Let us move towards some solutions, says Quetta-based historian and writer Dr Shah Muhammad Marri, pointing out that there has already been enough storytelling on Balochistan’s bloodshed. The question now is where to look for a solution. One thing that everyone keeps highlighting as key to finding a solution is the need to bring Baloch separatists back to the negotiating table. How easy or difficult will that be — given that, over the last few years, 400 mutilated bodies of mainly Baloch young men have been retrieved from different parts of the province following their disappearance from their hometowns? Is it possible for separatists to see any meaning in offers for negotiations while young Baloch men continue to disappear after mysterious encounters with security and intelligence agencies?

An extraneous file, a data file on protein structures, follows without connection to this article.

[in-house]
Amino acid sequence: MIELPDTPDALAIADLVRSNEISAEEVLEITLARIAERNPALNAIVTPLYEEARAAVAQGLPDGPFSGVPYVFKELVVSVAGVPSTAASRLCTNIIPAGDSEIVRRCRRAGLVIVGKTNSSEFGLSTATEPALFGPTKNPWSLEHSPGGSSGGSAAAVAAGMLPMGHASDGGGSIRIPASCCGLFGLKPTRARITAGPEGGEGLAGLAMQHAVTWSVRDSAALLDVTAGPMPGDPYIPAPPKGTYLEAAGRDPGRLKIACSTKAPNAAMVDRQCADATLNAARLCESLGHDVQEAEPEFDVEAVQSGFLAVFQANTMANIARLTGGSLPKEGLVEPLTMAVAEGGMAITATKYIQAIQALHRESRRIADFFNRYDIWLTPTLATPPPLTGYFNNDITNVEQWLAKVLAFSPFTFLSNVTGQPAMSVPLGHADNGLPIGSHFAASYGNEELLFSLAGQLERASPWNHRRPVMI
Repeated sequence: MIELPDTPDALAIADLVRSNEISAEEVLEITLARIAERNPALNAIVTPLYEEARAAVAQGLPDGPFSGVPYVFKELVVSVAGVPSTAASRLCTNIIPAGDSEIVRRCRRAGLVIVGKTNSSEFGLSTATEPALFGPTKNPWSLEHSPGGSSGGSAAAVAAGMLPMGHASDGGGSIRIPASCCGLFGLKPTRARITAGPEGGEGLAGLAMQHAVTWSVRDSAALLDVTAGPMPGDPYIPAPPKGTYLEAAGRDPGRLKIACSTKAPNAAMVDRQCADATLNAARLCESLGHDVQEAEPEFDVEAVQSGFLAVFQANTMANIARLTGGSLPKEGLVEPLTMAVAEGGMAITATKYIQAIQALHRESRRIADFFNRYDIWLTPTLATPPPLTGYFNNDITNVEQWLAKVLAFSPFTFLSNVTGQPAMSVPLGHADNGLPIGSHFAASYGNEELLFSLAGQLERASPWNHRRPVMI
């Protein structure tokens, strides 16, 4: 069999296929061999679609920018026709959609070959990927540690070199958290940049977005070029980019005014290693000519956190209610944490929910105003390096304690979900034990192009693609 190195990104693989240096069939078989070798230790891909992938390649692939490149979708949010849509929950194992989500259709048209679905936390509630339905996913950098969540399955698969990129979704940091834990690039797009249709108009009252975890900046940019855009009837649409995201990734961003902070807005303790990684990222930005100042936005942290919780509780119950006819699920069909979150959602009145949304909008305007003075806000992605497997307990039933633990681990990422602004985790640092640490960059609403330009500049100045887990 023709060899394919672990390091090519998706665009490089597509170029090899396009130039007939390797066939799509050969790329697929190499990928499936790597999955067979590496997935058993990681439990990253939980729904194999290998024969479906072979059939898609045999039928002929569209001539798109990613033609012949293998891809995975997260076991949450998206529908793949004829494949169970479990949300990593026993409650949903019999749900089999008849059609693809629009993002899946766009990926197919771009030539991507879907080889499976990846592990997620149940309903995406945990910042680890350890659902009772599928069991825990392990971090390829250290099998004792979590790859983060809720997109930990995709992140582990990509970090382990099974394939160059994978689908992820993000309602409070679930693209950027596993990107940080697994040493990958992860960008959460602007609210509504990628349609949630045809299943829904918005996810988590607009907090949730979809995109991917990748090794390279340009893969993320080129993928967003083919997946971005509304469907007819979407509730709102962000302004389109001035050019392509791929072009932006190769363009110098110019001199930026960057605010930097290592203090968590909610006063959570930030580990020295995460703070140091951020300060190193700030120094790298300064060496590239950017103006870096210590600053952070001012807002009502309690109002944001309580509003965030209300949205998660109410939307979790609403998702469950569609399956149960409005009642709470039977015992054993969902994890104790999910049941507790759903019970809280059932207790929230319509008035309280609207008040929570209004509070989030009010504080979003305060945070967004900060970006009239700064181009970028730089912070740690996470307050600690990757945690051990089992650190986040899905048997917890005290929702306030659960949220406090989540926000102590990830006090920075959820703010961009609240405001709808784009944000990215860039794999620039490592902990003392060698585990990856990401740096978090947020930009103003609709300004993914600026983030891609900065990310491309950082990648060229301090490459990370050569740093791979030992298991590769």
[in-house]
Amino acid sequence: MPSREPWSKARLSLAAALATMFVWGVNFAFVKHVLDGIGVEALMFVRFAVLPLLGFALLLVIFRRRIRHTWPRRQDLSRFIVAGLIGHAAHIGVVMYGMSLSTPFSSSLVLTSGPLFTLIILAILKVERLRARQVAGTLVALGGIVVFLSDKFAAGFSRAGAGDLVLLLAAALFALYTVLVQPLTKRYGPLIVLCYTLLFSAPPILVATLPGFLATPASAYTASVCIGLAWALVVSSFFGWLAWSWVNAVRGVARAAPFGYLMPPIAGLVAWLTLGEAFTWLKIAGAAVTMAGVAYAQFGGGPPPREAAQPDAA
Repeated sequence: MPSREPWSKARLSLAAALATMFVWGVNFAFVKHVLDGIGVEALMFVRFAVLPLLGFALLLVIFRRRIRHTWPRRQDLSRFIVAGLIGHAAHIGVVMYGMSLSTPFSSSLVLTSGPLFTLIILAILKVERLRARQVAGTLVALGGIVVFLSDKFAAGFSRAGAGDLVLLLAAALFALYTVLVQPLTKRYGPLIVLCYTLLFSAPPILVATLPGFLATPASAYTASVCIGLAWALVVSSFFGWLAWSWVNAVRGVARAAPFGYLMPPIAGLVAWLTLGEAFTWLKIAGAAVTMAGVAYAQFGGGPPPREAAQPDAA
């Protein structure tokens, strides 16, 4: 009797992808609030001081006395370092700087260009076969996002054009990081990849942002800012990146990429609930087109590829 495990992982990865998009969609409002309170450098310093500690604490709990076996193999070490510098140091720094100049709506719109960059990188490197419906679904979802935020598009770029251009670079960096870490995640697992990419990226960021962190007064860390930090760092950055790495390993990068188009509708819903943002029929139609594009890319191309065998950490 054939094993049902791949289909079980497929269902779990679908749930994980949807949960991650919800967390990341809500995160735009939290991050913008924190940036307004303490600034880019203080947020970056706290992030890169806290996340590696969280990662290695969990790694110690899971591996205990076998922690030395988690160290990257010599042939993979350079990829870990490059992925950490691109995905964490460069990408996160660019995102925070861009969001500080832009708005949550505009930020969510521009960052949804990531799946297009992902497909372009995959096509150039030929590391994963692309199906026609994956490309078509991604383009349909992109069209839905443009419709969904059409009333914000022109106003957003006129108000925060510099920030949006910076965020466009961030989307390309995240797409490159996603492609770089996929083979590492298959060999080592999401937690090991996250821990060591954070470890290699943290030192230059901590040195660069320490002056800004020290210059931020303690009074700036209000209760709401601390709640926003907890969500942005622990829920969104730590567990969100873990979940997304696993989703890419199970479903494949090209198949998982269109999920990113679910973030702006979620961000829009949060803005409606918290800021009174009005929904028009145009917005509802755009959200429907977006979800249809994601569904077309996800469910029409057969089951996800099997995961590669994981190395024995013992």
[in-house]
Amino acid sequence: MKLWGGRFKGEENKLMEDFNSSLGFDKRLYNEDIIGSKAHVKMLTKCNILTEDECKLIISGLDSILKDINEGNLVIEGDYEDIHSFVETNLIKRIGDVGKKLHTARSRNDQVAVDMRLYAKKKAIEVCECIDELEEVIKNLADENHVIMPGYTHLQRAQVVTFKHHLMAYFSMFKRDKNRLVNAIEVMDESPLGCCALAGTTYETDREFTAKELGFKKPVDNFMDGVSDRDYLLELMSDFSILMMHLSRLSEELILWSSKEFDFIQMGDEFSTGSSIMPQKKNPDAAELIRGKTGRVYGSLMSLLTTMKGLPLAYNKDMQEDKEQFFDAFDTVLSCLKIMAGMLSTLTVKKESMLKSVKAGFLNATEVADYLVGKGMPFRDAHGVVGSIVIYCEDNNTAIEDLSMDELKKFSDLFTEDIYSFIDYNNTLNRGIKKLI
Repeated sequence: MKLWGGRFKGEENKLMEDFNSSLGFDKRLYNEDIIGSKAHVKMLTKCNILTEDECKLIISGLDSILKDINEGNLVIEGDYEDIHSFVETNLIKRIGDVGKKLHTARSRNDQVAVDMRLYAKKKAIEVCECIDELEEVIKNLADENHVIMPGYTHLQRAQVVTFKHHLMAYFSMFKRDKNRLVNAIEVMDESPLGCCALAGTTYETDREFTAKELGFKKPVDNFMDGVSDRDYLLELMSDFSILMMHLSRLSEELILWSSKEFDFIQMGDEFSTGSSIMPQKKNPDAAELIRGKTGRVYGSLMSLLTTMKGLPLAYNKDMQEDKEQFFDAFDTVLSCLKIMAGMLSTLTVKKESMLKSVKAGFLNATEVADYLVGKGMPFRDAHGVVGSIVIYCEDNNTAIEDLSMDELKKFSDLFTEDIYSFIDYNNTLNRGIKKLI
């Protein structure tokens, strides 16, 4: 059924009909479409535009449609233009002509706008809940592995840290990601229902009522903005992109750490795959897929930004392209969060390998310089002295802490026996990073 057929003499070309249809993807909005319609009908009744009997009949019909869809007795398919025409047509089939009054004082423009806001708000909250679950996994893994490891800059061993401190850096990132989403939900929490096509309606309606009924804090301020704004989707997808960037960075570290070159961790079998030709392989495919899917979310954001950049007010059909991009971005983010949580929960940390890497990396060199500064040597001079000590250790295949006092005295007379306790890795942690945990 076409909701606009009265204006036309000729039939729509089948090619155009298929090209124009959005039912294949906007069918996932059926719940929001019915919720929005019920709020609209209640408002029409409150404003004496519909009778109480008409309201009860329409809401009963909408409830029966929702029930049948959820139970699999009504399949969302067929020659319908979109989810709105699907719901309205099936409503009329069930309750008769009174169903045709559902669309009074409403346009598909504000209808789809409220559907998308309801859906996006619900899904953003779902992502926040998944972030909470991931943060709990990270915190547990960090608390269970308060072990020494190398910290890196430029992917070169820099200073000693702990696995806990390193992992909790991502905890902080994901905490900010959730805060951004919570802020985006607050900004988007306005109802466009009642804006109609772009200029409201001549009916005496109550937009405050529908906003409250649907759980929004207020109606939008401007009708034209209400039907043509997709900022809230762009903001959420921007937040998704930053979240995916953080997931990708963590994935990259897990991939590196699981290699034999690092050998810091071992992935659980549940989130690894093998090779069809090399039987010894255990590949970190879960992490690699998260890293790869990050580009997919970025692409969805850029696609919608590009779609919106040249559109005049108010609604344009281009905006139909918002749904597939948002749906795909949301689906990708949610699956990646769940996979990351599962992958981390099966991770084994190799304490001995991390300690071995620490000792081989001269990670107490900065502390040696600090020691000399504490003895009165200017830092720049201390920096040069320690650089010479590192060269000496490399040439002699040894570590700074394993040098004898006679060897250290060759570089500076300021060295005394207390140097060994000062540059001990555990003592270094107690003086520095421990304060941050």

And then there is history. That may be one reason why the military establishment continues to treat Balochistan the way it does and always has, says Marri. Balochistan’s inclusion in Pakistan, despite the fact that the Kalat state assembly had voted against accession, set the tone for the future — even in the initial years after Independence, there was an anti-state armed rebellion in the province. Since then there has been a feeling within the establishment that Balochistan did not join Pakistan by choice; there has been a constant fear that the province would secede from Pakistan if and when it could, says Marri. This fear has compelled the military to adopt a perpetually repressive policy towards Balochistan, he adds.